Like the example of the architect who designs the framework of a building to support its function as well as its aesthetics, a good web designer must incorporate a framework that makes the site user-friendly as well as functional in a digital world. Some of the behind-the-scenes framework will impact what the user experiences on the site while other behind-the-scenes efforts have a greater impact on users finding and using the site in the first place.
Search Engines and Search Engine Optimization (SEO)
Not only is site navigation and organization important to your human customer, but it’s also a crucial element in helping search engines such as Google and Bing guide visitors to your site for the right reasons. There are some web design best practices for structuring your site, your internal links, and your web copy, to ensure that the search engines are cataloguing your site’s content and showing your information in relevant search results. Your site should also have a behind-the-scenes coding structure that supports search engine optimization (SEO) and helps drive traffic to your site. Hexalinks’ blog post on “Search Engine Optimization (SEO) Fundamentals for Business Owners” can help you better understand how SEO works.
A Responsive Design
Being responsive to your customers will always boost your bottom line regardless of your industry or type of business. In the digital world, being responsive is important as well. A responsive web design adjusts the layout for optimal viewing on different devices. Responsive design ensures that a user viewing your site from a smartphone and a user viewing your site from a desktop connected to a 34-inch monitor both have a good user experience and that the visual display is appropriate for their device.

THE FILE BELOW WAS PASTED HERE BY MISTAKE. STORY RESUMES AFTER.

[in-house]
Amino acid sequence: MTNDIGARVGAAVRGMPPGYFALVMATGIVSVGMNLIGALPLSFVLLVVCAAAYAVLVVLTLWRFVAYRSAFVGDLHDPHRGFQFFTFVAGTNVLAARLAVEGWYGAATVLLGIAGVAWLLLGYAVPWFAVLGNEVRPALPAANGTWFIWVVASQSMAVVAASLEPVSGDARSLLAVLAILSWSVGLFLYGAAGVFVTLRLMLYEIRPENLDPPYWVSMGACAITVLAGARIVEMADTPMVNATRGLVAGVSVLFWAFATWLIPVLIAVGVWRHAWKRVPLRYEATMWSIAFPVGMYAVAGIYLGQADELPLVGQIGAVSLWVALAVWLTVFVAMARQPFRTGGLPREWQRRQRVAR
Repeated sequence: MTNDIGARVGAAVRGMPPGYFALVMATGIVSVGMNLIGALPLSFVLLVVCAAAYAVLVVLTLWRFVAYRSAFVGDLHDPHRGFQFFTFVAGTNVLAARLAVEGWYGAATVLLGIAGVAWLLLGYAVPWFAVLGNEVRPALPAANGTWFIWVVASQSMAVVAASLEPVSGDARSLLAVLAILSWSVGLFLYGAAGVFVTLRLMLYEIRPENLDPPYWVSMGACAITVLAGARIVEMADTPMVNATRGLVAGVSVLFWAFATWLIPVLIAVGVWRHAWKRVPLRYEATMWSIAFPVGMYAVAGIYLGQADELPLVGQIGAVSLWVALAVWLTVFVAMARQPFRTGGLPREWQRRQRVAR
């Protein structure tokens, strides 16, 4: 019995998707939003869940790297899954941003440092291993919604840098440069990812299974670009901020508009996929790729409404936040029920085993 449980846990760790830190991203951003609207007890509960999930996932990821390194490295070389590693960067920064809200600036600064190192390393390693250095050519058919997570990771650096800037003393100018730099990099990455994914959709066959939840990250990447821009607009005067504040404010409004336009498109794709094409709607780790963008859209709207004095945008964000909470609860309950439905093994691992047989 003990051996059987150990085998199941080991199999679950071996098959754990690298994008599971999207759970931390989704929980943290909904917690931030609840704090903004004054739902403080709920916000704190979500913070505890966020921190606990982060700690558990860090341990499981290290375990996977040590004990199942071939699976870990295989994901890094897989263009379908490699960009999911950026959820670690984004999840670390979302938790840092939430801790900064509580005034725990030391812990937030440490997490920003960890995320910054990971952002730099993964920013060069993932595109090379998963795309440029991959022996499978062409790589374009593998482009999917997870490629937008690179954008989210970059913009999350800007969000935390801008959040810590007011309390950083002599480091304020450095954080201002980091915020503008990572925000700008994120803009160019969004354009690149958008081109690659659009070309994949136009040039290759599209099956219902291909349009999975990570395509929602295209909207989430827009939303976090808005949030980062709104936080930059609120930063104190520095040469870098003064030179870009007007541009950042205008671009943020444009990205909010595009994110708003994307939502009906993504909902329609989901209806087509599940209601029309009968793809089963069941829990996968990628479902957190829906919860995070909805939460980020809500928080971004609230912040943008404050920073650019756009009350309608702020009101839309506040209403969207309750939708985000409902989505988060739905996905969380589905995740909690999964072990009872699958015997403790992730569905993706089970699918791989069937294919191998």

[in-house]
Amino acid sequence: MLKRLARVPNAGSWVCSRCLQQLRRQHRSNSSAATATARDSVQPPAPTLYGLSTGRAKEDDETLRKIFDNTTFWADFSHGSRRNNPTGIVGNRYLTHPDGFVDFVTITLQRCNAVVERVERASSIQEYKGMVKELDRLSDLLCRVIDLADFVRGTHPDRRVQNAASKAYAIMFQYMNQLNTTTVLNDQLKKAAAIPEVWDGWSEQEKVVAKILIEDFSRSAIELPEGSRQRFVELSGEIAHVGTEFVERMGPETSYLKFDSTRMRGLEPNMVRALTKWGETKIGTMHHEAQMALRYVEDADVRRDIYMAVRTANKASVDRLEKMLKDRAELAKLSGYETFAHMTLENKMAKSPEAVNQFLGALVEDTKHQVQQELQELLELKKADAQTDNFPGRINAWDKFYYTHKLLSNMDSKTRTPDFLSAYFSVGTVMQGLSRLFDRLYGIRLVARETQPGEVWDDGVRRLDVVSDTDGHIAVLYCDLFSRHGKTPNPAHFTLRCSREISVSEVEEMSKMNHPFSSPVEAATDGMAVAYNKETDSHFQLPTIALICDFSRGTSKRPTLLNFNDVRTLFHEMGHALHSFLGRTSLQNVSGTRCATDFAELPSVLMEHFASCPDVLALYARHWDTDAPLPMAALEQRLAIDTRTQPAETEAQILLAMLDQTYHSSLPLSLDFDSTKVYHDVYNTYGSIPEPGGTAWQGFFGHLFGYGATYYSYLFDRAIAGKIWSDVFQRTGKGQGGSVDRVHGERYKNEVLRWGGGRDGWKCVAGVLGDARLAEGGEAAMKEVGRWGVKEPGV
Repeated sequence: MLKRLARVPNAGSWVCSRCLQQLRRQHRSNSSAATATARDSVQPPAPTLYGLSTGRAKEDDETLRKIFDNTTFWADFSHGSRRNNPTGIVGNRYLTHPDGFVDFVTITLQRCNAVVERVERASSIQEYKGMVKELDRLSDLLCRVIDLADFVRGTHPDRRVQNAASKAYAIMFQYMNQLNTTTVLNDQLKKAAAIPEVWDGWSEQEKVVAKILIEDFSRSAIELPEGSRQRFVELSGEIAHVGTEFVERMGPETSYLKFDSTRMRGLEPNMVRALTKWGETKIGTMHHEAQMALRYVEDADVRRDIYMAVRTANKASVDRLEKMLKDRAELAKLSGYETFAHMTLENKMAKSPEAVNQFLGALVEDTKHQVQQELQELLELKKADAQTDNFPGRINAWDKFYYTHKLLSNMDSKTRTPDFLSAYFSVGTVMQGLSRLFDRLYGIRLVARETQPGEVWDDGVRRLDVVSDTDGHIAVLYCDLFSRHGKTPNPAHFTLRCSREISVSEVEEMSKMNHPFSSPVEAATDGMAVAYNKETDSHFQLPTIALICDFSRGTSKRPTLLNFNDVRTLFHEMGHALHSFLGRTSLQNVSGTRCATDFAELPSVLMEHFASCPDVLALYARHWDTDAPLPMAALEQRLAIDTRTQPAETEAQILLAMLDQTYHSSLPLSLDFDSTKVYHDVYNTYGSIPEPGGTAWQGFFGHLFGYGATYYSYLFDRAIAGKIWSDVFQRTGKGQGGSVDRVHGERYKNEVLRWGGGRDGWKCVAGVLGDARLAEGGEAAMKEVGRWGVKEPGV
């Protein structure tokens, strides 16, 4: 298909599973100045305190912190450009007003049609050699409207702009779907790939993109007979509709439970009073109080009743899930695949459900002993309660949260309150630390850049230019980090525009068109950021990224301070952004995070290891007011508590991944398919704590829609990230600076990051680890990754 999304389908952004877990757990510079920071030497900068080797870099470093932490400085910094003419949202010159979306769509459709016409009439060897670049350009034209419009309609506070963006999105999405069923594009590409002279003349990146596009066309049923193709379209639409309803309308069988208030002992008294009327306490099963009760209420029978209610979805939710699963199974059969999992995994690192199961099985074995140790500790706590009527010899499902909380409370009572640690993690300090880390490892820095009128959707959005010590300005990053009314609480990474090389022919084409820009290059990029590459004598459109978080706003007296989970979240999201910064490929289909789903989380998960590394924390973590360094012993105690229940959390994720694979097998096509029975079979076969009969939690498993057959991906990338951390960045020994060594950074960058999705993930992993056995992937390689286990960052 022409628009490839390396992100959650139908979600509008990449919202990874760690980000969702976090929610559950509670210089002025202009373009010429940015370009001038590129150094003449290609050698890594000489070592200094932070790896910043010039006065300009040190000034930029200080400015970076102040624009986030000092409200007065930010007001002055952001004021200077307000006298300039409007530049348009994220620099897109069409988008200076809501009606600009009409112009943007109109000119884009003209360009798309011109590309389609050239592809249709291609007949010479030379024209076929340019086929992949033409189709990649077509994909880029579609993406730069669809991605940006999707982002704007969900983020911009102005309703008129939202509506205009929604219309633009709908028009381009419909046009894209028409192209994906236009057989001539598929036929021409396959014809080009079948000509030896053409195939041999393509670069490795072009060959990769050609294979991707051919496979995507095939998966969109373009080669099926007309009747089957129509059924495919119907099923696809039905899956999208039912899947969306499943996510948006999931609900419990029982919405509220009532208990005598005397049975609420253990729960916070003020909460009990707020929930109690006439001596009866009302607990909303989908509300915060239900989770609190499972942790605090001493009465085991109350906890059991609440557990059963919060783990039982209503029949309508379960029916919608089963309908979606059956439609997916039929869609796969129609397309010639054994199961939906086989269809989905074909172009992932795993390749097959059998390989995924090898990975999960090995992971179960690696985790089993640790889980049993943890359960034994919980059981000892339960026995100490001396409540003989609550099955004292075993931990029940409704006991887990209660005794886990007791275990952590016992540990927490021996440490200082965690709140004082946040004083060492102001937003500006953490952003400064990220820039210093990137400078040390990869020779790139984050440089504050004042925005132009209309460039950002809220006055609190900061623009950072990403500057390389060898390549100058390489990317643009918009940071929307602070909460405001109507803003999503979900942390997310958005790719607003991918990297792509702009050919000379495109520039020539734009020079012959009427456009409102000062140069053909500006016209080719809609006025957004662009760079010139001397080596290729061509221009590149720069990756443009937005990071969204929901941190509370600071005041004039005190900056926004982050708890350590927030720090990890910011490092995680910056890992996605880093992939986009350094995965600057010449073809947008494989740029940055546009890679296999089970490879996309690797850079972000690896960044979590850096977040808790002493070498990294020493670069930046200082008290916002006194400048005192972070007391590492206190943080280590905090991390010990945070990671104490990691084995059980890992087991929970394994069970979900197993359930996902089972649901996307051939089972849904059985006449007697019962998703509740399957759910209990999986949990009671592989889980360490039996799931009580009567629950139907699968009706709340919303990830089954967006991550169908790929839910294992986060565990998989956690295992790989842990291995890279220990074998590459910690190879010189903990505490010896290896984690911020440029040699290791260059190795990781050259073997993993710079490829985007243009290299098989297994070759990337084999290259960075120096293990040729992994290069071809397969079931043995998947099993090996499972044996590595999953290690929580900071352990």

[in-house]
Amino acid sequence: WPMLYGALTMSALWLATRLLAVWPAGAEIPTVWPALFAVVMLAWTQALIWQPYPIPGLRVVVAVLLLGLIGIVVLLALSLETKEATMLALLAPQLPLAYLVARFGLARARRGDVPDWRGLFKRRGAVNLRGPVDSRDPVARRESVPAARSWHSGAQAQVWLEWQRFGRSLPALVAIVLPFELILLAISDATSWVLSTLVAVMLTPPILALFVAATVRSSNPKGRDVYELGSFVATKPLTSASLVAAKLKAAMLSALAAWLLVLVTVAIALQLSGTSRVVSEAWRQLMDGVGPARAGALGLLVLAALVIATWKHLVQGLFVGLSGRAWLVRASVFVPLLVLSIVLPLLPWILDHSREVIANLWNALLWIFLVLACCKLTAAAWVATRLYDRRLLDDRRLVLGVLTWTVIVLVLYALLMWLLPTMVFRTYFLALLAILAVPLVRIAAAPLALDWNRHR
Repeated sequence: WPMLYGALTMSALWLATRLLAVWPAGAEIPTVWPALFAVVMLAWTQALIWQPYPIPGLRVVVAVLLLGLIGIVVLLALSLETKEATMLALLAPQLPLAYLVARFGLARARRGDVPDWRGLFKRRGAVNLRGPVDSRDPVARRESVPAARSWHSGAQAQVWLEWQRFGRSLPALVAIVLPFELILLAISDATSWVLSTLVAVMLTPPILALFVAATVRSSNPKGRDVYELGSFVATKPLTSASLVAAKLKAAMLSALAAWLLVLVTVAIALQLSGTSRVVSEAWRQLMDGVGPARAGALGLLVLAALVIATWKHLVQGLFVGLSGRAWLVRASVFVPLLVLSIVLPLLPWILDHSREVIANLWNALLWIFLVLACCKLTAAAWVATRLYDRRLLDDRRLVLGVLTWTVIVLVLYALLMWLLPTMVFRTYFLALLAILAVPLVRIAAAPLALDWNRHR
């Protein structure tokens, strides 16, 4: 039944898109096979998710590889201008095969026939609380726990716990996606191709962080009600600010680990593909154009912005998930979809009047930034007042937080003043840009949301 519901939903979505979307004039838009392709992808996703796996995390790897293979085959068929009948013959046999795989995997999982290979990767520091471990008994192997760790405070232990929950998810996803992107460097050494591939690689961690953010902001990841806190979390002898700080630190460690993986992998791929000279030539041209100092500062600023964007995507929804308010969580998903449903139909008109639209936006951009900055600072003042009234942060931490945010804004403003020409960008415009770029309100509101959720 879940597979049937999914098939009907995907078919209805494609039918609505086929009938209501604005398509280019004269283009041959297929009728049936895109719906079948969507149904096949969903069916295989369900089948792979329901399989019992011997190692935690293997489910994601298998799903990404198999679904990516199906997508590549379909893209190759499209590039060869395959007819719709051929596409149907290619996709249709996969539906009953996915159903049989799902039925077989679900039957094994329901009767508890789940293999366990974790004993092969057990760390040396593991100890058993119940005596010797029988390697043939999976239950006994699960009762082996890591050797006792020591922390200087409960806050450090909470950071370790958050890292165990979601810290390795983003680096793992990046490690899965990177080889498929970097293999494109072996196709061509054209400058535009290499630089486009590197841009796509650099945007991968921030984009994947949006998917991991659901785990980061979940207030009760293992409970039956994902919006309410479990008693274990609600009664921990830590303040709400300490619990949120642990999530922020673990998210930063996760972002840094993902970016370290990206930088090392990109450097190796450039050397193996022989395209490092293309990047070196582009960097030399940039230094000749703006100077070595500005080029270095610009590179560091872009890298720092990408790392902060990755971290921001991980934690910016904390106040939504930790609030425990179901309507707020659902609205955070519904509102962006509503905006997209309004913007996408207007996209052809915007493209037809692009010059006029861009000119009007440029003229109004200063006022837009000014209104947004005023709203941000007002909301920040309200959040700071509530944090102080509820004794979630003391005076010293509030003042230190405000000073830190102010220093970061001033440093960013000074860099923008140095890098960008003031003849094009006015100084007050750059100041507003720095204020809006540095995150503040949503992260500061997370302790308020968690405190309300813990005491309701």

The Need for Speed
Web performance is a big deal and definitely impacts user experience. Performance in the realm of web design means, largely, how fast the site loads for users. Access to information at our fingertips has created an overwhelming lack of patience in the digital world. KIssmetrics provides some interesting statistics about internet users and their demand for speed, citing facts such as “40% of people abandon a website that takes more than 3 seconds to load” and “A 1 second delay in page response can result in a 7% reduction in conversions.” Those statistics alone should prompt you to make certain your website is performing optimally. Tools such as Google’s PageSpeed Insights allow you to measure your site’s performance to see how you’re doing.
Putting it All Together
Building a website that has a great behind-the-scenes structure with engaging visuals and that is user-friendly will make a lasting first impression for would-be customers. Since your website is often your customer’s first point of contact with you, make sure all the pieces are in place for a good user experience. Your web design may very well be the first step in converting that first impression into a happy customer.